Tell Me More: Three Steps to an Effective Elevator Pitch

By: Elizabeth Usovicz, General Manager of Transaction Commons, as part of a series she writes for ACA aimed at entrepreneurs, "Your Pitch is Just the Beginning."

As an entrepreneur, your pitch is arguably the most important message about your company’s investment-readiness that you will ever deliver. Most entrepreneurs develop two versions of a pitch: a short, elevator version, and a longer, investor presentation with a slide deck. Your elevator pitch is much more than a compressed investor presentation without the slide deck. It’s a precious few seconds of your listener’s attention in which to communicate your passion, describe your innovative product or service and clarify its value from an investor’s point of view.  

The Elevator Pitch Starts Conversations

The short version of your company overview is approximately 150 concise and well-chosen words, delivered in 60 seconds or less. Think of it as your “Tell me more” pitch. The objective is to create interest, and open the door to a conversation. There are many ways to develop your pitch; this three-part framework can help you to begin or to refine your elevator version:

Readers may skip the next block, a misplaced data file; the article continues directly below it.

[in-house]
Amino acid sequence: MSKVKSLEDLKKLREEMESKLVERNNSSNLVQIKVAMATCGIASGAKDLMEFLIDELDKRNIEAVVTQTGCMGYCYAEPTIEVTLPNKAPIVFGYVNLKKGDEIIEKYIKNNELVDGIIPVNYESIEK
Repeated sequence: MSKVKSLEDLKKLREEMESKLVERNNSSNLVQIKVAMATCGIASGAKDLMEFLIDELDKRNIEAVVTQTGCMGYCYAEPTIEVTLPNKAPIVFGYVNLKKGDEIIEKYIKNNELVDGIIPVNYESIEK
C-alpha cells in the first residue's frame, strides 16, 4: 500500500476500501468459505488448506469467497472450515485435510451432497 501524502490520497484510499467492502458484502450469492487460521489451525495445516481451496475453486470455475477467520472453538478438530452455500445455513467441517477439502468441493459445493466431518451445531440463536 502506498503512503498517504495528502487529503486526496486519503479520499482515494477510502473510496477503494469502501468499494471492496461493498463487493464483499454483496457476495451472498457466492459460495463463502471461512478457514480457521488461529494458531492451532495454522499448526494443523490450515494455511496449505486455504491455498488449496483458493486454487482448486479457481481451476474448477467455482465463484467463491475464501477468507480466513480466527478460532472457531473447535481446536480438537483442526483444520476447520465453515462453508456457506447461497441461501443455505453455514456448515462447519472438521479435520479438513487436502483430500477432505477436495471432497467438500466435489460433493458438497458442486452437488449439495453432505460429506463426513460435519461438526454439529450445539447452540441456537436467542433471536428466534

• Create a mental picture: Research suggests that passion is contagious. Transmit yours with an image, metaphor or analogy that creates a memorable mental picture and generates curiosity. One of the most effective pitches I’ve heard recently started with the simple, thought-provoking tagline, “(Company) is where big data meets the tractor.”

  • Tell the story: Every innovative idea, product or service has a story. That story started somewhere – with an observation or experience that led to questions, which led to an improvement. Tell the highlights of that story in three brief phrases: the experience, your key question and how your idea improves the current experience.

  • Connect the dots to the opportunity:  End your pitch with a profile of the customers that benefit from your idea, product or service, and why they will pay for the improvement.

Post-Pitch Questions

Ideally, a pitch is not a monologue. It takes place within the context of a conversation, in answer to a statement such as “Tell me about your company.” Prepare a few open-ended questions in advance to continue the post-pitch dialogue. Here are a few examples:

  • What are your thoughts on this?
  • What experience or expertise have you had in this area?
  • Who else do you know who has expertise in this area?
  • Who else comes to mind as someone I should talk to?

Whether it’s at a meet-up, pitch event or other business networking opportunity, you never know whom you’ll meet or who they may know. In just a few seconds, your elevator pitch can open doors to conversations that lead to potential investors.